WASHINGTON, D.C. (WUSA9)--They may be the unsung heroes of the NBA. Whether their team is winning or losing, the league's professional cheerleaders still need to energize the crowds. But the women on the court in Washington juggle their careers and their cheers.
"It can be a really, really long day," said Leah, whose last name we can't disclose to protect her privacy.
Her alarm goes off at 5:45 every morning and Leah happily begins her day with a classroom of special ed students.
"You always have to be on. You're putting on a show for your students. And especially for special education students. You have to engage them the whole time," she said.
In fact, engaging 10 year-old boys is not unlike her other job--firing up a Washington Wizards audience.
"I am my students' biggest cheerleader so it is very similar," said Leah, through laughter.
Dancing since the age of three, Leah says she's lucky to combine both her passions: dance and teaching.
"I think the most rewarding part is when it finally clicks to them and you finally reach them in some way or another. You see that light go off in their heads and you see them really be successful and that's so exciting to me," said Leah.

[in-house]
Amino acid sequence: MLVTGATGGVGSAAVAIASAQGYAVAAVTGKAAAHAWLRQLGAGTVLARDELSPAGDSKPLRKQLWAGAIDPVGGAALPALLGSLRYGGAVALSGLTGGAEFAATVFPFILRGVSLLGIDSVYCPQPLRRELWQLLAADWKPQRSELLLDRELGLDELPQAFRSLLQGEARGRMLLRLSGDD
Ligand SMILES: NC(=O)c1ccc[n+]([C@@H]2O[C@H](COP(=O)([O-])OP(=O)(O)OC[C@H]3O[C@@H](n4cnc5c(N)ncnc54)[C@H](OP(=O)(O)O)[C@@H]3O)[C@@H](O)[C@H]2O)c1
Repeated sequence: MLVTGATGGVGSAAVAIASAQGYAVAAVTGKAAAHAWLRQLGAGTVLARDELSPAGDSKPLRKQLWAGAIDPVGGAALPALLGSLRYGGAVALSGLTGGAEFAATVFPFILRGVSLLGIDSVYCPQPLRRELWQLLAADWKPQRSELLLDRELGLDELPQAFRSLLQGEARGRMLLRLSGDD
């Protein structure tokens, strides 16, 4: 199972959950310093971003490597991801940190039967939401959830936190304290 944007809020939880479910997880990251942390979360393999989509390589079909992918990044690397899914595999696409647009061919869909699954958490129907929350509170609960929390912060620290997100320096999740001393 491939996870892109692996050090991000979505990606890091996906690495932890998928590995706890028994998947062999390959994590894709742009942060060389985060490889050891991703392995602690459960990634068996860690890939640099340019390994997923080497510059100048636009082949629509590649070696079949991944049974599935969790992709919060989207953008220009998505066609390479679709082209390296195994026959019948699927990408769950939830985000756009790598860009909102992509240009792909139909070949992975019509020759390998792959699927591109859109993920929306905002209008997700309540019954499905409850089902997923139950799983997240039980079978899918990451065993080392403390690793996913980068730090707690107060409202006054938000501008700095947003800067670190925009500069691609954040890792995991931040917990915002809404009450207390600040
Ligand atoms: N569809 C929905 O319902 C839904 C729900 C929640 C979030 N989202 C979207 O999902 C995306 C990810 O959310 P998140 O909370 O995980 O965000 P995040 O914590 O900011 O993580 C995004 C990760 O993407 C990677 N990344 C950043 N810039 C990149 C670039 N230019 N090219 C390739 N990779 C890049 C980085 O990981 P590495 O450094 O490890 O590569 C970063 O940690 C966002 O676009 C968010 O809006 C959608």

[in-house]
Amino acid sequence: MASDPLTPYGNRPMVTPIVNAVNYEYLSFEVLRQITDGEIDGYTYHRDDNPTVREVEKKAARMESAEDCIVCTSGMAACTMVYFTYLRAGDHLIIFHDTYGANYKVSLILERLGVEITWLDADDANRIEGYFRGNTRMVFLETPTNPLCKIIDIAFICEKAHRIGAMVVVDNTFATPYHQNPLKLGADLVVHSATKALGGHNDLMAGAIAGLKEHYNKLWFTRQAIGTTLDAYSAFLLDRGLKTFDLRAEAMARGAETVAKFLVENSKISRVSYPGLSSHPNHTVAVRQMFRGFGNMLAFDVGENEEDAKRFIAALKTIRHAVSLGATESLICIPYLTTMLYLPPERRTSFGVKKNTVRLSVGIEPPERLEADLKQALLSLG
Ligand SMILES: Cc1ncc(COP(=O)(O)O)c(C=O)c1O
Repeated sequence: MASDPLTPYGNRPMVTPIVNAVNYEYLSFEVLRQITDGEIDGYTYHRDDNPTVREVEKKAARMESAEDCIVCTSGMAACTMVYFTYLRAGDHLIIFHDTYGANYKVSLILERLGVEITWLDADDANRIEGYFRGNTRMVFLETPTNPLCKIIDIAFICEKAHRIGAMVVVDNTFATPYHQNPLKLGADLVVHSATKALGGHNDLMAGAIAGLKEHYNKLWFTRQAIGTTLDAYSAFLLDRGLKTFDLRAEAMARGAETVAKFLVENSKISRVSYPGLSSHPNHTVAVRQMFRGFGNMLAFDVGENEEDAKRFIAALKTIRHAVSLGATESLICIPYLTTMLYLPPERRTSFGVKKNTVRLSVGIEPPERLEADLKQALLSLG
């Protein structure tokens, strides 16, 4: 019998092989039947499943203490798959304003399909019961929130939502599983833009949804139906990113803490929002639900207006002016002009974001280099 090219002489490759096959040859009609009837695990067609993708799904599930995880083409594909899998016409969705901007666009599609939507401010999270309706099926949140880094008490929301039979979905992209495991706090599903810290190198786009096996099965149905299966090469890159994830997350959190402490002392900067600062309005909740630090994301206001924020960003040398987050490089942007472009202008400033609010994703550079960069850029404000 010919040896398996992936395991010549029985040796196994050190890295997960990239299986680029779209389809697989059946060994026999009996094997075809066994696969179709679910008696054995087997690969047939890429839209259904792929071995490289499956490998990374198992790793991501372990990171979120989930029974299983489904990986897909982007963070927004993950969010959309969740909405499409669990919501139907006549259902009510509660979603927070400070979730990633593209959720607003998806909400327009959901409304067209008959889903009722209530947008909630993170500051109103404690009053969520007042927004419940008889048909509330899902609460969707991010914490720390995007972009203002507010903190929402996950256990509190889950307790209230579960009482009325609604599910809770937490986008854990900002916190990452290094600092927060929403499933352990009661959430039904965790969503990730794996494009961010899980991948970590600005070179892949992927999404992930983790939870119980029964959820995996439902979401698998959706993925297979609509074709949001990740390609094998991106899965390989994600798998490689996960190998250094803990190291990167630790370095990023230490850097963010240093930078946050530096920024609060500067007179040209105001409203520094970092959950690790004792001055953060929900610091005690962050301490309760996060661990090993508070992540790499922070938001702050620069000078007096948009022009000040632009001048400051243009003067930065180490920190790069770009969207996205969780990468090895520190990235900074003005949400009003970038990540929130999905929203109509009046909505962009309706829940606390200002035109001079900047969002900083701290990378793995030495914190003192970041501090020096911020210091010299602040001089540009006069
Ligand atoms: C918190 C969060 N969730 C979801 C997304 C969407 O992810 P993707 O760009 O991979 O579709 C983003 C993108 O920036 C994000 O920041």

And she's among an entire squad of educated career women. There's Joanna, a Harvard anthropology graduate and corporate trainer. And Michaela, a government contractor who works at the Navy Yard in DC. And many others.
"I am the luckiest girl in the world," she said.
The NBA's professional cheerleaders aren't always appreciated for the long hours they put in-at practice, games, and countless public appearances. At games and practices, they make just 12 dollars an hour.
Leah's students know she goes to a lot of Wizards games, but they have no idea she's a cheerleader. Her secret may not be safe for much longer.
Written by Andrea McCarren, WUSA9
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